When Hateful Speech Crowds Out Faithful Speech

pulpit

I’ve been pondering something quite a bit as of late. . .

I’m concerned about an ever-growing reality I’m observing in American churches. As our political and cultural discourse continues to stigmatize certain groups and identities, I see a trend within congregations. More and more, when Christians choose to advocate publicly for those who are maligned and vulnerable, they face a backlash of harsh criticism. Most specifically, they are told that their words are “too political.”

Who is raising this criticism?
Fellow Christians.

Like any group of Americans, Christians are divided as they head toward the ballot box in November. I think most anticipate disagreement in the social mediasphere. But the primary context of this criticism — “you’re being too political” — isn’t Facebook or Twitter. The primary context is worship itself.

We all know that religious leaders cannot endorse or advocate for particular political candidates in worship. They can do this as private citizens on their own time in other contexts, including publicly. But they cannot endorse candidates in worship without jeopardizing their congregation’s tax exempt status. More importantly, this is a moral imperative. We believe in the freedom of conscience, and it simply isn’t ethical for a religious leader to dictate how others should cast their votes.

As far as I can tell though, this is not happening in any of the churches I know. (It may be happening somewhere. . .  but not anywhere I know). Yet this “you’re being too political” comment is leveled all the time in the churches I do know.

Here’s where the challenge arises: Entire groups of people are being maligned in our political discourse. This is happening regularly, and threats are becoming increasingly overt. We’ve watched this happen throughout the entire election season.

  • Mexican immigrants have been labeled criminals and rapists.
  • Disabled journalists have been mocked.
  • Syrian refugees have been compared with the terrorists that displaced them.
  • Black Americans have been attacked when they protest police brutality.
  • Muslims have faced the threat of a total immigration ban.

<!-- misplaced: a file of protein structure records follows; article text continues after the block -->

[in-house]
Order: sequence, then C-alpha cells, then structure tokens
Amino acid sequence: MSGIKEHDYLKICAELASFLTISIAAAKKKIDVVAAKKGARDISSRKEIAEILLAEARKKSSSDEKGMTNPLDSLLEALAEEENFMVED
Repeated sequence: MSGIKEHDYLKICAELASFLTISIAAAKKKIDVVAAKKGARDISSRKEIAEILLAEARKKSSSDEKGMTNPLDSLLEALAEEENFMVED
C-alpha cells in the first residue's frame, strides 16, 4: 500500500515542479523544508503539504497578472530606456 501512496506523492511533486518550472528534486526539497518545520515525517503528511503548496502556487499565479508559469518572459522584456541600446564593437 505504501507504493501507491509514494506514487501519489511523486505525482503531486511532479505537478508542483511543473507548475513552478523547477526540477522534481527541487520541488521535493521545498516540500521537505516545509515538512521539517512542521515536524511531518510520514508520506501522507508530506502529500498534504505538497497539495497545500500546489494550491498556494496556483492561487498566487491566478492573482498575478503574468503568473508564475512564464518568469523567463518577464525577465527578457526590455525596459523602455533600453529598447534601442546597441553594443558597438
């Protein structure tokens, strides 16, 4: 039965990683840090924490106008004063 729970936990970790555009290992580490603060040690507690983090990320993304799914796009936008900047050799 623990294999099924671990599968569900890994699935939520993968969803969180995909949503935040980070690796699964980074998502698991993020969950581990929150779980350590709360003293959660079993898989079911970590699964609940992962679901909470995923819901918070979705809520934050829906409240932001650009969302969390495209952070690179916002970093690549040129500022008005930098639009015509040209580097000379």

• Women have heard claims of sexual assault reduced to “locker room talk.”

In this election season, we’ve seen entire groups labeled and stigmatized. This has been deeply traumatic for many people. Religious leaders have a dual responsibility to proclaim good news and liberation toward those who are suffering and issue a call toward justice. This is not the responsibility of leaders alone, however. It is the calling for all people of faith. Likewise, it is the calling for all humanity.

But. . . what happens when these words of good news, liberation, and justice are spoken against the rhetoric of the cultural discourse itself? Immediately, people in the pews recall who has spoken against Mexican immigrants, disabled journalists, Syrian refugees, black Americans, Muslim immigrants, and women. Even now, you are likely thinking about Donald Trump because he has indeed stirred up some of this rhetoric. But these forms of marginalization are not limited to him. Other politicians are speaking in these ways. American citizens across the nation are speaking in these ways.

Some applaud candidates for being politically incorrect, expressing admiration for the ways they say whatever they’re thinking. Some of the same people then sit in pews and stifle forms of faith speech, claiming that it’s political and therefore, off-limits.

Sadly, if religious leaders issue calls for justice on behalf these particular oppressed groups and name them from the pulpit. . . people get quite defensive. Religious leaders face backlash and are scapegoated. In some contexts, even their employment is threatened.

We should let all of this sink in. Let’s think about this. . . Christians, are we really going to create a reality in our churches where we cannot stand up for the oppressed because political leaders are the ones publicly speaking the oppressive language? Who ultimately governs our commitment toward the polis (i.e. the city and community) — secular politicians or Jesus? Is it now off-limits to speak love for immigrants, refugees, disabled people, women, and people of other faith traditions?

I’m not advocating for endorsements or partisanship in worship. Far from it. But I am saying that we cannot afford to lose our center. Jesus said, “‘You shall love the Lord your God with all your heart, and with all your soul, and with all your mind.’ This is the greatest and first commandment. And a second is like it: ‘You shall love your neighbor as yourself.’ On these two commandments hang all the law and the prophets.”

We cannot claim to follow Jesus Christ without loving our neighbors. This means that we must defend them fiercely when they are attacked and marginalized. None of us does this perfectly, of course, but this commitment remains at the center.

Love is never reduced to partisanship, but it must be expansive enough to include our particular neighbors.

Renee Roederer

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